||Variable||NNRTI||PI||Cost||Neviripine-based: US$55-209 per patient year||Lopinavir/ritonavir- based: $218-329 per patient year||Formulation||Several pediatric nevirapine-based FDCs||No three-in-one FDCs with lopinavir/ritonavir; heatstable liquid must be used for very young children*; children over 10 kg may be able to use a 100/25mg heat-stable tablet (cannot be crushed)||Robust||Single-point mutation can confer resistance||Multiple mutations needed||Following NNRTI exposure for PMTCT||Not recommended||Recommended exposed or unexposed||Use with TB medicines||Efavirenz||Complicated: lopinavir requires extra ritonavir boosting or higher dose||Aligned with adults||Yes||Boosted PI is an adult second-line drug||All age groups||Yes, nevirapine. Efavirenz not recommended less than 3 years||Yes, lopinavir/ritonavir||Use second line||PIs||Second-generation PIs||Toxicity||Nevirapine:|
Central nervous system
Premature infants at increased risk of toxicity associated with lopinavir/ritonavir oral solution†
|Palatability||FDCs OK||Lopinavir/r liquid unpleasant bitter taste|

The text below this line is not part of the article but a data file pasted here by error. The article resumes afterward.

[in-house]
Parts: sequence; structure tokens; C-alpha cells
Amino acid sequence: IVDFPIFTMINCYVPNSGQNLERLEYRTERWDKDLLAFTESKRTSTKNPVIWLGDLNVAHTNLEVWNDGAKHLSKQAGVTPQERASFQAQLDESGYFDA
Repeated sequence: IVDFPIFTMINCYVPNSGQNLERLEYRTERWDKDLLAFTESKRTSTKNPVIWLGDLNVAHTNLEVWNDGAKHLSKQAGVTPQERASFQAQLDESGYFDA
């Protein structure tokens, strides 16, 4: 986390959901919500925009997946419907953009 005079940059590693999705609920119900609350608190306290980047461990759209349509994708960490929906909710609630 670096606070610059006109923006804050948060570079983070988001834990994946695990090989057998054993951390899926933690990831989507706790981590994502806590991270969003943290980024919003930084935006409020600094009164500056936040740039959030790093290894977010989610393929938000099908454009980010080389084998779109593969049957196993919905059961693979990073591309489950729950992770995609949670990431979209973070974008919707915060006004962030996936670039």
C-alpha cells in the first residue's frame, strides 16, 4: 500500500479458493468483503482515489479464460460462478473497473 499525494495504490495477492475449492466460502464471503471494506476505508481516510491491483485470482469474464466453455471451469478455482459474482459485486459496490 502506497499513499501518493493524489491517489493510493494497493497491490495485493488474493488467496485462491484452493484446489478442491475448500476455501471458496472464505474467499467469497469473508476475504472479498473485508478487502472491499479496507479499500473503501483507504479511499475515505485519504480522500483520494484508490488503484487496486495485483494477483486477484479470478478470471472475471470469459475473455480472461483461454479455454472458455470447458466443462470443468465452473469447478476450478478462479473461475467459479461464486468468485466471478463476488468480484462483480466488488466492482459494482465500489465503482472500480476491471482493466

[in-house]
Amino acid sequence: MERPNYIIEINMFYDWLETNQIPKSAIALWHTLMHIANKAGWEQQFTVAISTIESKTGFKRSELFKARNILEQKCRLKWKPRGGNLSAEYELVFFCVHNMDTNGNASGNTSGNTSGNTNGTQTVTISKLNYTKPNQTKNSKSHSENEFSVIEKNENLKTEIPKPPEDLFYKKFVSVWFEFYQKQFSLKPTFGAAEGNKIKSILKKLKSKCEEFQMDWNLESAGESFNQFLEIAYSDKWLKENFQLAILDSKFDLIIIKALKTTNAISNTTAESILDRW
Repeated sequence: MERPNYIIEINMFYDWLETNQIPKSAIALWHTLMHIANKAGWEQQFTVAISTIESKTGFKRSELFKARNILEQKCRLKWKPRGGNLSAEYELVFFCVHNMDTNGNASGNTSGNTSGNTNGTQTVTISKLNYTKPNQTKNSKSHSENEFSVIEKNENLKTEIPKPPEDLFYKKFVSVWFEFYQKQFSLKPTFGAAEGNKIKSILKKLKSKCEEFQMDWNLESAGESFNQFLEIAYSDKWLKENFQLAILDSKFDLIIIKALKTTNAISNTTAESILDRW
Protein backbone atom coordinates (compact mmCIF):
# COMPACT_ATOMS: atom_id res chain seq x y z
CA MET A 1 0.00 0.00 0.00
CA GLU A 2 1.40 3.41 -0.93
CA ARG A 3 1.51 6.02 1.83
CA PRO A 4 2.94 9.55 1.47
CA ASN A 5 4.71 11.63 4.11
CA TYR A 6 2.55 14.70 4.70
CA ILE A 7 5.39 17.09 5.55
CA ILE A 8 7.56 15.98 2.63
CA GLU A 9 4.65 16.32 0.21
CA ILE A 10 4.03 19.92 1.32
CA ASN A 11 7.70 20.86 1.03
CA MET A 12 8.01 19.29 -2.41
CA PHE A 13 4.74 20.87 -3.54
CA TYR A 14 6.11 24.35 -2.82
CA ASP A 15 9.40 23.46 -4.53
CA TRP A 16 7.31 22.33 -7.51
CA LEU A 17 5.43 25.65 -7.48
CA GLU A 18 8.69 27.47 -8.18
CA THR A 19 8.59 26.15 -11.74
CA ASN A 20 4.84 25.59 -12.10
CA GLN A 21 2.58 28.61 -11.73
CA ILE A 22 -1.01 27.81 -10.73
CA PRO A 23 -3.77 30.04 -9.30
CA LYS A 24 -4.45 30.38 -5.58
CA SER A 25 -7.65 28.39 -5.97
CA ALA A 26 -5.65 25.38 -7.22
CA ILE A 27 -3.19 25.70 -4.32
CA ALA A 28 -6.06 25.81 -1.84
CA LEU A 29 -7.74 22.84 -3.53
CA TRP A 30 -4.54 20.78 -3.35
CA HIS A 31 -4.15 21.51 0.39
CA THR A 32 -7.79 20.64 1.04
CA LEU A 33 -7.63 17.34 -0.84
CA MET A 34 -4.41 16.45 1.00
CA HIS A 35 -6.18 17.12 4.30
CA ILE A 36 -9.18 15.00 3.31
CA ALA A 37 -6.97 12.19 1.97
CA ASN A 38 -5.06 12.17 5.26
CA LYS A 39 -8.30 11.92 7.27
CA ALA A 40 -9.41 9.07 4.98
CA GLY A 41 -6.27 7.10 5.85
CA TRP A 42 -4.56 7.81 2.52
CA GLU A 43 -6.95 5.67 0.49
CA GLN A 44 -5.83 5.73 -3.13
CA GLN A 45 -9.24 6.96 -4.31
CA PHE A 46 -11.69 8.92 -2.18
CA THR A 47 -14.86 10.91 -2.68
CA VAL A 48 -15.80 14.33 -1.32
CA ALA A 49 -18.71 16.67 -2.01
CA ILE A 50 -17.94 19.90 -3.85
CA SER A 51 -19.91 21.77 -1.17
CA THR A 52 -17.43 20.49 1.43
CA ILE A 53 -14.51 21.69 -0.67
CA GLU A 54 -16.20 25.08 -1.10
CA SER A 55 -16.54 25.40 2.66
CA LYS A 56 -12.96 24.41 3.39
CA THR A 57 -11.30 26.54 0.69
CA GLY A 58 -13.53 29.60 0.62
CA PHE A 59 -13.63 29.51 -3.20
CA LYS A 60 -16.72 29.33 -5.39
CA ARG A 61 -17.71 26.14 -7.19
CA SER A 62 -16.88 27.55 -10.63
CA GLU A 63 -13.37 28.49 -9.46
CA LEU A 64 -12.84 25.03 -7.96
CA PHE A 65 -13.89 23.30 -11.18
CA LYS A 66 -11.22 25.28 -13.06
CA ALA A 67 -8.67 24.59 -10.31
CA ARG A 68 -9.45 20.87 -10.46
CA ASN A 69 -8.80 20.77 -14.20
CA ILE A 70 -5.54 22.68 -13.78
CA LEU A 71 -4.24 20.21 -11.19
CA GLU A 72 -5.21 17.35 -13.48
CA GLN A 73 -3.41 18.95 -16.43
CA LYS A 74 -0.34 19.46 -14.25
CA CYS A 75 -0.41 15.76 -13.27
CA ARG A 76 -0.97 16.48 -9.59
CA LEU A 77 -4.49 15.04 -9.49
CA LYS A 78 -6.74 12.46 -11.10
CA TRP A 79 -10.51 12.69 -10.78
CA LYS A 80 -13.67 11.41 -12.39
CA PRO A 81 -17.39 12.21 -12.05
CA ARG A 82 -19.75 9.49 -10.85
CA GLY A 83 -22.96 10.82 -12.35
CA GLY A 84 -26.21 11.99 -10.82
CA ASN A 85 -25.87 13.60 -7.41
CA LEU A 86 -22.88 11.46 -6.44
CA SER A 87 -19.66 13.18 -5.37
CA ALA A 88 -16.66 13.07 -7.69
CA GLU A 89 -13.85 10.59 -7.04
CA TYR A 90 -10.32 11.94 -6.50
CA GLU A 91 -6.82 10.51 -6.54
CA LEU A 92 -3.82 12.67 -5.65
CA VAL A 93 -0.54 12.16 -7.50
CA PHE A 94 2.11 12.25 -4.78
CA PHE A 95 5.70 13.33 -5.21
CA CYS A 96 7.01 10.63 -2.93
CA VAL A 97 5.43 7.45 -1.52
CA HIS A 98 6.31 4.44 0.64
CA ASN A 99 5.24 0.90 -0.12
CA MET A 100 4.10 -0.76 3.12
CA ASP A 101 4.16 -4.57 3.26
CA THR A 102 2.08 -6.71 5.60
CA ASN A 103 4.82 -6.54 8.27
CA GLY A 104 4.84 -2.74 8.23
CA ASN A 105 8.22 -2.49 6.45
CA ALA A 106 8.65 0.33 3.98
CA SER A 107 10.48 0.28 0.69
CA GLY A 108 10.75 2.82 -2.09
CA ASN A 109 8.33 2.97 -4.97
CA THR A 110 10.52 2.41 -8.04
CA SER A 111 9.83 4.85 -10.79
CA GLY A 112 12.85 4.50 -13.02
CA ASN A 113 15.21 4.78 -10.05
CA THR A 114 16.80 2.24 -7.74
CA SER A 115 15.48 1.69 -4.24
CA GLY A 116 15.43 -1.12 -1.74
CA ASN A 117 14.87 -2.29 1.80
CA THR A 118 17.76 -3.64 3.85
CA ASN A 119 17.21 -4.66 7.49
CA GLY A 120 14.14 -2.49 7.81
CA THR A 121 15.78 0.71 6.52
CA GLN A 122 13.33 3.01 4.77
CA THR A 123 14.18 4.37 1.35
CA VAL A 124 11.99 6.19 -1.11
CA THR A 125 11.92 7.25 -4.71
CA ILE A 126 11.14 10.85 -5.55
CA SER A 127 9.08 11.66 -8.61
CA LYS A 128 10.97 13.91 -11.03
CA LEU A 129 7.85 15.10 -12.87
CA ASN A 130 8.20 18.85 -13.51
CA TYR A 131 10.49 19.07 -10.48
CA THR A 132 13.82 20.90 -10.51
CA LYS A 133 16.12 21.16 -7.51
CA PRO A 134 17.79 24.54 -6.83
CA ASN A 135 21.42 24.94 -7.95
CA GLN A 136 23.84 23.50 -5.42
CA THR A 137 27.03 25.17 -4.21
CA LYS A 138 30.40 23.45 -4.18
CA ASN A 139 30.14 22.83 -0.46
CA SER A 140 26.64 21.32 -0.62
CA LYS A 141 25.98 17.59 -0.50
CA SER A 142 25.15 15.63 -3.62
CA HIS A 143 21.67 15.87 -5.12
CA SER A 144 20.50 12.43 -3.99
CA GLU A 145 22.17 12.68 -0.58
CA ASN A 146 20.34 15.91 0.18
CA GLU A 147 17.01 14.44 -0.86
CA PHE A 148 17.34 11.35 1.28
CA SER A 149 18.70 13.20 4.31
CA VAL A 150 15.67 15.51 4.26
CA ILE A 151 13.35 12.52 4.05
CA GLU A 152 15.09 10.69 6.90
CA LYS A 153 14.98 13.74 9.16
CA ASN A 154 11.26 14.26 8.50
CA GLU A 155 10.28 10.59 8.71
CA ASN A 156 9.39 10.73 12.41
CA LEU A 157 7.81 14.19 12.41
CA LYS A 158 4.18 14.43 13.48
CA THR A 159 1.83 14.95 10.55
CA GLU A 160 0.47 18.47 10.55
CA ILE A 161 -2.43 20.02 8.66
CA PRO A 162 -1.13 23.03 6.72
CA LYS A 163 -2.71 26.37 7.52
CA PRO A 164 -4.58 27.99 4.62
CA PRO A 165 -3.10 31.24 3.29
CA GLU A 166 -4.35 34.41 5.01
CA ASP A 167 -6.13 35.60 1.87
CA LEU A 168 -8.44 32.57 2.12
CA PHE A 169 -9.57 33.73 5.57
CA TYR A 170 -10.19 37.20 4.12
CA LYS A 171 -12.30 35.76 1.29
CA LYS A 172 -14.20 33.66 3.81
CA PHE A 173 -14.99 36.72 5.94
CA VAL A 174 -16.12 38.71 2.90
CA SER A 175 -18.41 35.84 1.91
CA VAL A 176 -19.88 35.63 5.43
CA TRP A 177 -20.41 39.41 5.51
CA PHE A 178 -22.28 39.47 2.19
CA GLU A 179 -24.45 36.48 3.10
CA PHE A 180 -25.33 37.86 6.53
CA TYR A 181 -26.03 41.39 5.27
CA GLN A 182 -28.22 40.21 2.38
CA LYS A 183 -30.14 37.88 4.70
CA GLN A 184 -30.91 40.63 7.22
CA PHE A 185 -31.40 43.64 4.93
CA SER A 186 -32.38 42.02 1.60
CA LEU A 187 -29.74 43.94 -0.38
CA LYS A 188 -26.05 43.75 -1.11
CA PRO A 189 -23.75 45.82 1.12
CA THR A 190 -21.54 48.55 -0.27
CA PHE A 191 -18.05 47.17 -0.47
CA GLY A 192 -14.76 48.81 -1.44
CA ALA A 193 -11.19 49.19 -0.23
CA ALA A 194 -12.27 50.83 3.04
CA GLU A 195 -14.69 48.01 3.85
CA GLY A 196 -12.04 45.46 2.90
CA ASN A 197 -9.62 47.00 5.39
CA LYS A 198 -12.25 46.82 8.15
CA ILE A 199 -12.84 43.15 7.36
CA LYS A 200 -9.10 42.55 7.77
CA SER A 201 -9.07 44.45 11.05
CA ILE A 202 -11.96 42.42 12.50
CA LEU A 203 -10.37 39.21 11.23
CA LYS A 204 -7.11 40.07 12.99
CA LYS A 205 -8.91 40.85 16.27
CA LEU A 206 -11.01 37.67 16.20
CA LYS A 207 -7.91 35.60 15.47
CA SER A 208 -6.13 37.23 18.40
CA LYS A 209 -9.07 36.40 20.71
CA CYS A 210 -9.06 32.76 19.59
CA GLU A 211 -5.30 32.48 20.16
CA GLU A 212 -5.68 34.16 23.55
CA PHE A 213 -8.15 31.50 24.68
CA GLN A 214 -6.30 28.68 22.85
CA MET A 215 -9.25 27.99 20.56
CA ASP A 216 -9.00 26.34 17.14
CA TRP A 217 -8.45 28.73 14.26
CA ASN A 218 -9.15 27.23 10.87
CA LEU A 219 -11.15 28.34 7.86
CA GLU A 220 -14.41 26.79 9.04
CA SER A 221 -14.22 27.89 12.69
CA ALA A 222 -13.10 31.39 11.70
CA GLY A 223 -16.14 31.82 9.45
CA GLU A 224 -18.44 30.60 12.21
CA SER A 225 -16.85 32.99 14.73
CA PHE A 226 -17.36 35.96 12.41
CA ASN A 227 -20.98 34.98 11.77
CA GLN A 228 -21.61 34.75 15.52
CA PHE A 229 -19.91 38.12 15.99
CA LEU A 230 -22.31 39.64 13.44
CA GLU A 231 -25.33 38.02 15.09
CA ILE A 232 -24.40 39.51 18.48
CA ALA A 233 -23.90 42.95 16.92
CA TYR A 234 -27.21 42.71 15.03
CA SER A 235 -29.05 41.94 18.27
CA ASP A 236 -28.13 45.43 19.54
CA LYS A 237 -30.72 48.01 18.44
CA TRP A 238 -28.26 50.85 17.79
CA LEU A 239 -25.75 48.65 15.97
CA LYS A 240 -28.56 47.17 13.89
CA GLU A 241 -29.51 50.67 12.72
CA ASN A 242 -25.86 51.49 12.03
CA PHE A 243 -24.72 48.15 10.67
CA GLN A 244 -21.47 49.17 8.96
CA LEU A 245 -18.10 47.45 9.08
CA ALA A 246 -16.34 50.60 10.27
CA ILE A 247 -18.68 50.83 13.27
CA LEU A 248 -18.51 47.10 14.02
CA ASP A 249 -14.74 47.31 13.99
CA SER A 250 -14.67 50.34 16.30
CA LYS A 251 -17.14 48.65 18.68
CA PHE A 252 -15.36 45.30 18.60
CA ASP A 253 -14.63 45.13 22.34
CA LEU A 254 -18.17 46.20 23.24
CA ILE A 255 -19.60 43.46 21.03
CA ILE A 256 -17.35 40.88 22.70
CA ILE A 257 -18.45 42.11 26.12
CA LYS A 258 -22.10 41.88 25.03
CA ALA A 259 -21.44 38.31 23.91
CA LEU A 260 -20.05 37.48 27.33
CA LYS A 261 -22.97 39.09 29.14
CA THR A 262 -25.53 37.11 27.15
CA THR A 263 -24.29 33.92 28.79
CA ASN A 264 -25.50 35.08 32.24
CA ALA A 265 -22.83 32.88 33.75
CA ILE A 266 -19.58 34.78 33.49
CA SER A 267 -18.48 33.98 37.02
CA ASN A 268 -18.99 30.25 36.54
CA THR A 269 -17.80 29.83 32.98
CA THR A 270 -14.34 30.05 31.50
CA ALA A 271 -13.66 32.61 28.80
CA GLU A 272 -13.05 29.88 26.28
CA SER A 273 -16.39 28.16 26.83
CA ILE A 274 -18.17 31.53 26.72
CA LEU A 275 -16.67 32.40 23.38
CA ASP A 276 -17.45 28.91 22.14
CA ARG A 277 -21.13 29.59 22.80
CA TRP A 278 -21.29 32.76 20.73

* At temperatures higher than 25°C, the oral solution of lopinavir/ritonavir requires refrigeration. There are no stability data at temperatures higher than 25°C for lopinavir/ritonavir. Some providers cannot safely prescribe this to infants in households without a fridge.
† Sometimes called "baby grappa"! The lopinavir/ritonavir syrup contains 42% ethanol and 15% polyethylene glycol.
Induction/maintenance strategies (where people are started on very potent combinations of drugs which are then reduced in number once full viral suppression is achieved) are underexplored in children, -- as are questions as to whether a child starting treatment in infancy can ever stop.
Data from several ongoing studies, which will give more information about these issues are still awaited: